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Health Intelligence Atlas: A Core Tool for Public Health IntelligenceFunding This project was funded from institutional money. No additional funding was received from external sources.
Background The dramatic increase in complexity and volume of health data has challenged traditional health systems to deliver useful information to their users. The novel coronavirus disease 2019 (COVID-19) pandemic has further exacerbated this problem and demonstrated the critical need for the 21st century approach. This approach needs to ingest relevant, diverse data sources, analyze them, and generate appropriate health intelligence products that enable users to take more effective and efficient actions for their specific challenges.
Objectives This article characterizes the Health Intelligence Atlas (HI-Atlas) development and implementation to produce Public Health Intelligence (PHI) that supports identifying and prioritizing high-risk communities by public health authorities. The HI-Atlas moves from post hoc observations to a proactive model-based approach for preplanning COVID-19 vaccine preparedness, distribution, and assessing the effectiveness of those plans.
Results Details are presented on how the HI-Atlas merged traditional surveillance data with social intelligence multidimensional data streams to produce the next level of health intelligence. Two-model use cases in a large county demonstrate how the HI-Atlas produced relevant PHI to inform public health decision makers to (1) support identification and prioritization of vulnerable communities at risk for COVID-19 spread and vaccine hesitancy, and (2) support the implementation of a generic model for planning equitable COVID-19 vaccine preparedness and distribution.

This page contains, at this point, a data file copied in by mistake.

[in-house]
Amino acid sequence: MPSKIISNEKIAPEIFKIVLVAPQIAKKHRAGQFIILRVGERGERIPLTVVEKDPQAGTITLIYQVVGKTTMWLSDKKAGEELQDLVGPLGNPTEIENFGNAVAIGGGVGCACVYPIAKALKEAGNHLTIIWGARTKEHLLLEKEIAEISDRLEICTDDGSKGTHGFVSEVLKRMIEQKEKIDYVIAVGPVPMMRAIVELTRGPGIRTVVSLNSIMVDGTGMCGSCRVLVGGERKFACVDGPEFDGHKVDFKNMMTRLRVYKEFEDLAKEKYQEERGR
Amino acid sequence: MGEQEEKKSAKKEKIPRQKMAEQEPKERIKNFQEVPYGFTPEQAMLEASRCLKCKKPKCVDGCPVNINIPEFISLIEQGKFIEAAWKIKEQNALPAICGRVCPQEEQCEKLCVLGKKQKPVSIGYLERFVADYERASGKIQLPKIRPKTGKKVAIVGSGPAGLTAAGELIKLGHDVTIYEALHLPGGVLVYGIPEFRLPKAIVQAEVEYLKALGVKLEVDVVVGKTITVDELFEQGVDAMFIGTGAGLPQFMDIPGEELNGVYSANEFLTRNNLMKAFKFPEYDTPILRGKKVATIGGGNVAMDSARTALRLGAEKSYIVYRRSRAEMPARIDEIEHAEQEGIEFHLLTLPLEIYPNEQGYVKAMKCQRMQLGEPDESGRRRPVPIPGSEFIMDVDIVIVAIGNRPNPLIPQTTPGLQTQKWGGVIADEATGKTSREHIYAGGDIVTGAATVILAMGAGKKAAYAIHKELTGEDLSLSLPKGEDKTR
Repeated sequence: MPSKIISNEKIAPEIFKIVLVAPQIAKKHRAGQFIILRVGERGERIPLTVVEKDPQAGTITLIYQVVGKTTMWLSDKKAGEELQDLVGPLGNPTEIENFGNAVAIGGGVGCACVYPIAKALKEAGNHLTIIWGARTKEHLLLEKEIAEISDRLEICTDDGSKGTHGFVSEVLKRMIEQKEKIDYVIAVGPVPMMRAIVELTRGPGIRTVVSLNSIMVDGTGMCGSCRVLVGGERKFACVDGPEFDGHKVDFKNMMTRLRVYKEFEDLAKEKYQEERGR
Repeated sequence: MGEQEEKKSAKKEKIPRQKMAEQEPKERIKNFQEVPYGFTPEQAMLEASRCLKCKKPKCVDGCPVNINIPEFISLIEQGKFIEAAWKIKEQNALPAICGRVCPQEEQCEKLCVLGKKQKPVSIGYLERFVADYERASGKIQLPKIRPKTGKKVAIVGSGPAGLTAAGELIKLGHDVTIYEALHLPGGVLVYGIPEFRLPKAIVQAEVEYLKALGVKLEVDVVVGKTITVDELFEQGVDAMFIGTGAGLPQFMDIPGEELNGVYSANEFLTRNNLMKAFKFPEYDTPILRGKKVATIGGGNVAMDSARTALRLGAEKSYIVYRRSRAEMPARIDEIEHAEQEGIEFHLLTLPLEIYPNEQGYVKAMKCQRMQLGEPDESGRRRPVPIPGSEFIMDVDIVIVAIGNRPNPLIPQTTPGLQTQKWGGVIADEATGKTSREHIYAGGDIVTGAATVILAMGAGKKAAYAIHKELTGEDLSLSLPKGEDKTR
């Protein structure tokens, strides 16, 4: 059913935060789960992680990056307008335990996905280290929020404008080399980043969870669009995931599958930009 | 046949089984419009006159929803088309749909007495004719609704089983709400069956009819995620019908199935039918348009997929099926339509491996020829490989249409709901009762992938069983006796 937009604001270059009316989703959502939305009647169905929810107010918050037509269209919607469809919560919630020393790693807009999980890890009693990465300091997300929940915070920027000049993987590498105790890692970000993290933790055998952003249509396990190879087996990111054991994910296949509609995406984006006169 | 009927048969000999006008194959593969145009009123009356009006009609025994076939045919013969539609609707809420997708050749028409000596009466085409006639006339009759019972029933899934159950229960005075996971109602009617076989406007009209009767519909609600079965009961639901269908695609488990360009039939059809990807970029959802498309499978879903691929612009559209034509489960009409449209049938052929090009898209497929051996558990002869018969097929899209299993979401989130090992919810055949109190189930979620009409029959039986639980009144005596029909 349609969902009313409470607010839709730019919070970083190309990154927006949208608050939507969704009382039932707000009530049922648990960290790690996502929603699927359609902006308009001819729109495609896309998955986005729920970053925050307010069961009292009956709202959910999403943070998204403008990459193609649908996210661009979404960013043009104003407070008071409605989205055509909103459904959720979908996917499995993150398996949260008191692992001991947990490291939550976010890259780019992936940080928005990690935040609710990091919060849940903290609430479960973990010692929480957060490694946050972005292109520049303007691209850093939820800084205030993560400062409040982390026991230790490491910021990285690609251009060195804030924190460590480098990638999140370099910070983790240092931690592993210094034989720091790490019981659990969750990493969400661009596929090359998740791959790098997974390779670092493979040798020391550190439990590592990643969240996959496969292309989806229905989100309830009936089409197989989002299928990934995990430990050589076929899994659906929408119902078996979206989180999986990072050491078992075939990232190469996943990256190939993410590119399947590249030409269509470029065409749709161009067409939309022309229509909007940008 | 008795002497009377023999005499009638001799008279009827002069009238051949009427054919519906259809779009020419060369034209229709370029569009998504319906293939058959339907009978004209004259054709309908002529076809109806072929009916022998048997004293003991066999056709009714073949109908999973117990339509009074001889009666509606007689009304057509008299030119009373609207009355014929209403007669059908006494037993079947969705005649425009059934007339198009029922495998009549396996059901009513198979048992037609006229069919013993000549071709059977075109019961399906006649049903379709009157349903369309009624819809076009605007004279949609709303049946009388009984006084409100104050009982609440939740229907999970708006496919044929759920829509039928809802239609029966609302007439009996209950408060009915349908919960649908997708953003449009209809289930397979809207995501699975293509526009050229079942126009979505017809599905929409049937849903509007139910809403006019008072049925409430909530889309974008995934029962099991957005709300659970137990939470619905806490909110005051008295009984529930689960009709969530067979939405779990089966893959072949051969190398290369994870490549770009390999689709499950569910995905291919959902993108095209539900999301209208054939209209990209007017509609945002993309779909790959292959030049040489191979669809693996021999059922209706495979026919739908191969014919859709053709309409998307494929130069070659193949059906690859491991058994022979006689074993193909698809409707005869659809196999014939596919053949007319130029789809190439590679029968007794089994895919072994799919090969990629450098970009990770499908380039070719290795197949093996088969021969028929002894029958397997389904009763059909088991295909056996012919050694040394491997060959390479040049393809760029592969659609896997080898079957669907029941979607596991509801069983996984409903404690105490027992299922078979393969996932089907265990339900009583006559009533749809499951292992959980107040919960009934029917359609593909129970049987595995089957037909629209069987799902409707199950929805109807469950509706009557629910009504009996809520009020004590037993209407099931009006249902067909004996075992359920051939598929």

Conclusion The scalable models of data sources, analyses, and smart hybrid data layer visualizations implemented in the HI-Atlas are the Health Intelligence tools designed to support real-time proactive planning and monitoring for COVID-19 vaccine preparedness and distribution in counties and states.
Keywordspublic health - data collection - data visualization - COVID-19 - health informatics - health intelligence - social determinants of health - Social Vulnerability Index - health literacy - geographic information systems
Protection of Human and Animal Subjects
This work was reviewed by the Institutional Review Board and concluded it was not humans subjects research.
Received: 03 March 2021
Accepted: 11 August 2021
06 October 2021 (online)
© 2021. The Author(s). This is an open access article published by Thieme under the terms of the Creative Commons Attribution-NonDerivative-NonCommercial License, permitting copying and reproduction so long as the original work is given appropriate credit. Contents may not be used for commercial purposes, or adapted, remixed, transformed or built upon. (https://creativecommons.org/licenses/by-nc-nd/4.0/)
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